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Researching Heavy Metal Contamination in Arctic Whales

For decades, that's been a message on bumper stickers and a cry of environmentalists. In recent months, the number of reports raising serious concerns about the health of the oceans and their inhabitants has only increased. Human dependence on the oceans has been well documented; therefore, the benefits of cleaning up these waters globally and protecting all that dwell therein seem obvious. Courtesy of James Kaysen Although the bowhead whale is an endangered species, it is recovering at a rate

A. J. S. Rayl

For decades, that's been a message on bumper stickers and a cry of environmentalists. In recent months, the number of reports raising serious concerns about the health of the oceans and their inhabitants has only increased. Human dependence on the oceans has been well documented; therefore, the benefits of cleaning up these waters globally and protecting all that dwell therein seem obvious.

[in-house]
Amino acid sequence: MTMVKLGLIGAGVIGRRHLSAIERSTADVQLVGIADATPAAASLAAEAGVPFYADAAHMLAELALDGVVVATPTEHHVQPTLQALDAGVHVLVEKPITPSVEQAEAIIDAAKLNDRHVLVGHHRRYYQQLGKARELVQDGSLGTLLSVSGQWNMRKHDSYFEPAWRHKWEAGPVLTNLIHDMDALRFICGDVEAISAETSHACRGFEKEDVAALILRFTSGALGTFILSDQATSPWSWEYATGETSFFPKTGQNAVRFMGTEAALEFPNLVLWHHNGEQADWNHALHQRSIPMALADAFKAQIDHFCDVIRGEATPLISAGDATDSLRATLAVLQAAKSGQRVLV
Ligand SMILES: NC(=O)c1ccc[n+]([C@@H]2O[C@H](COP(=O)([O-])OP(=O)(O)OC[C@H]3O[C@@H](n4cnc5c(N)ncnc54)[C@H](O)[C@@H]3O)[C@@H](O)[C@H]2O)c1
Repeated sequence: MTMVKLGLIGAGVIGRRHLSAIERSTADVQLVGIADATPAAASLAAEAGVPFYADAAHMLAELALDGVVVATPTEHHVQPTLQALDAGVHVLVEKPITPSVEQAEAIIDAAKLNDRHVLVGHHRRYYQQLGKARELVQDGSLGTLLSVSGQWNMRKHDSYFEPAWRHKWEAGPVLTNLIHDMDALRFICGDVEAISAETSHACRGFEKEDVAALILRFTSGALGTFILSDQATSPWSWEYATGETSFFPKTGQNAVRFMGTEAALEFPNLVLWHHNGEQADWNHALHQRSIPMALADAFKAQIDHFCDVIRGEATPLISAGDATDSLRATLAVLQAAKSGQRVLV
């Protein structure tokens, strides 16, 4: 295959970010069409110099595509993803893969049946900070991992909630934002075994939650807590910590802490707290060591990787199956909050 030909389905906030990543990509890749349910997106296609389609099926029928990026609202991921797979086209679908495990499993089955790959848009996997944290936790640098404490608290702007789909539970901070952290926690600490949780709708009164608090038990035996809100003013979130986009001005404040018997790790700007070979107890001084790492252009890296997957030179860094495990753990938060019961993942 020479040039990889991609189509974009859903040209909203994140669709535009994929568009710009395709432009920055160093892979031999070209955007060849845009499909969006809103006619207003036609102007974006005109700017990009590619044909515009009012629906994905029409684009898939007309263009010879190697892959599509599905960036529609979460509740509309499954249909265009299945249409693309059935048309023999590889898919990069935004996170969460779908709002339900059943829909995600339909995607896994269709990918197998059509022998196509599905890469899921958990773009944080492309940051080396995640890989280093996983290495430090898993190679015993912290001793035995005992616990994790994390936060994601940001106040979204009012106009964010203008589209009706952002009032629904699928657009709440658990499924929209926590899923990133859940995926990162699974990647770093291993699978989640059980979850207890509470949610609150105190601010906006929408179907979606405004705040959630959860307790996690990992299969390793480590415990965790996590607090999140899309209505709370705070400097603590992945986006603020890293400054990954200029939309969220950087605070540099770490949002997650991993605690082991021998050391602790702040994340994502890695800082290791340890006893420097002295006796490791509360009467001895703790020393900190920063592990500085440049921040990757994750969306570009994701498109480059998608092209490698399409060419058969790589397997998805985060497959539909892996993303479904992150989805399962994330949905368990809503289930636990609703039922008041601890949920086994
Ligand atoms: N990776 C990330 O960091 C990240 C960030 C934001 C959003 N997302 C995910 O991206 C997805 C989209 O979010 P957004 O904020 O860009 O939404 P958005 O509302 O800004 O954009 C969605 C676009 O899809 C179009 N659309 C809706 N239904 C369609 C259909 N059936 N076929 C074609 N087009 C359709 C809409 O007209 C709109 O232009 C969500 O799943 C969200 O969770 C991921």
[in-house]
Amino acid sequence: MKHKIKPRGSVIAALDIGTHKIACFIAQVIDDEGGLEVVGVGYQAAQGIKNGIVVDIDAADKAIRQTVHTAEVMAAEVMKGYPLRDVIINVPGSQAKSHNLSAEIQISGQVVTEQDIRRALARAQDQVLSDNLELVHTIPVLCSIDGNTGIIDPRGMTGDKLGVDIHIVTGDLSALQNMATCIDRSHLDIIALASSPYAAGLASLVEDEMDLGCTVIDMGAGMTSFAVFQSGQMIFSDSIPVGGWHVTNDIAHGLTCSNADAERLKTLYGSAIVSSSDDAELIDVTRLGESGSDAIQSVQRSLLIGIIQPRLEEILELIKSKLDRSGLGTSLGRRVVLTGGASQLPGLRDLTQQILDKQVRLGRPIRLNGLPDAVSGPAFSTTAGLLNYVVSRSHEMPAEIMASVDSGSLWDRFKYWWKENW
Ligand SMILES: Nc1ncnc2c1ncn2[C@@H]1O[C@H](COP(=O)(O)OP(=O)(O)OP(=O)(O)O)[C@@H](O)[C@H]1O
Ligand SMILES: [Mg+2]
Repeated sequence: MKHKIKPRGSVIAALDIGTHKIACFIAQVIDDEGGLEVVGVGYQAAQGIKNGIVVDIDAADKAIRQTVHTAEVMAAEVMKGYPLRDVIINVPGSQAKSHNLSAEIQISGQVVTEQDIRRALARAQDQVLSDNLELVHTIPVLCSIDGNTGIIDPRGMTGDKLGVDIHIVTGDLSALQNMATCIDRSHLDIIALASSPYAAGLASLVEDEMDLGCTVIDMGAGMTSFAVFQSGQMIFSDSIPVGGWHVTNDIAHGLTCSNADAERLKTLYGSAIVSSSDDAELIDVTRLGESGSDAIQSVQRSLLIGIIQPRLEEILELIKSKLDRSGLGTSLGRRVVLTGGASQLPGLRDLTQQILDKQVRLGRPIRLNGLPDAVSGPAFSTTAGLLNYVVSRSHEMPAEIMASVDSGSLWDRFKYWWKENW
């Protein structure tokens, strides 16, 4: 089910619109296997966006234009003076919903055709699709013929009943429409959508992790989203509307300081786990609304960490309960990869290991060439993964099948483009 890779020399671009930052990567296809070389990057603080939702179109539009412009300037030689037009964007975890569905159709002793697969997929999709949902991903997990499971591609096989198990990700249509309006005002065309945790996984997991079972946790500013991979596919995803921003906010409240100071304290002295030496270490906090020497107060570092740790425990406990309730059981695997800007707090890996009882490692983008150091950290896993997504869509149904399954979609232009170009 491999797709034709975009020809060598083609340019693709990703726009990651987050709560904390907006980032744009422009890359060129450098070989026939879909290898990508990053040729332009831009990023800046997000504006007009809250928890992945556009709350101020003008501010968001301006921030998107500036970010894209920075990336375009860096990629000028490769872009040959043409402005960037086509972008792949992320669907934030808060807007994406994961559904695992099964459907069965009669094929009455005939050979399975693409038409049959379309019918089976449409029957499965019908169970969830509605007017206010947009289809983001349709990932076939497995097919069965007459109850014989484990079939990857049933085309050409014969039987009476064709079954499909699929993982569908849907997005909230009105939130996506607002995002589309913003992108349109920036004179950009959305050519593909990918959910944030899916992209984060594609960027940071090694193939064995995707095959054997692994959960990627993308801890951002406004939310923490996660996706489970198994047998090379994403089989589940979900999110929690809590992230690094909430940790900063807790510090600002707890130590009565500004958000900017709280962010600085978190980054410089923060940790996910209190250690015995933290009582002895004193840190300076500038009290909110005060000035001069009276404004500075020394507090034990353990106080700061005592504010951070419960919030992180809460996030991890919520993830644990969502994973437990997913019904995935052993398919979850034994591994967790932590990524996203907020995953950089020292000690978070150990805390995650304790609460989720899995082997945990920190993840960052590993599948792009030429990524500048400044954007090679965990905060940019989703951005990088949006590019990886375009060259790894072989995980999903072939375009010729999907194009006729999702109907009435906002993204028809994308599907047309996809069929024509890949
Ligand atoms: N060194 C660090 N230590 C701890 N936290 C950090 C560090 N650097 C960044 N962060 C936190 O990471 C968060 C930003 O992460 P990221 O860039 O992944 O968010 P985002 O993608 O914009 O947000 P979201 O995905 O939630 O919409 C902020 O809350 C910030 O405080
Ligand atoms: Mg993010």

Courtesy of James Kaysen

Although the bowhead whale is an endangered species, it is recovering at a rate of 3.2 percent a year, and the Eskimo are allowed to take a limited number.
Surfacing in the wake of new research presented at the International Whaling Commission annual meeting earlier this year, however, is yet another reason to heed the call. It just may be that the whales have much to offer to the future of humans. In a study that began about three years ago, scientists have harvested...

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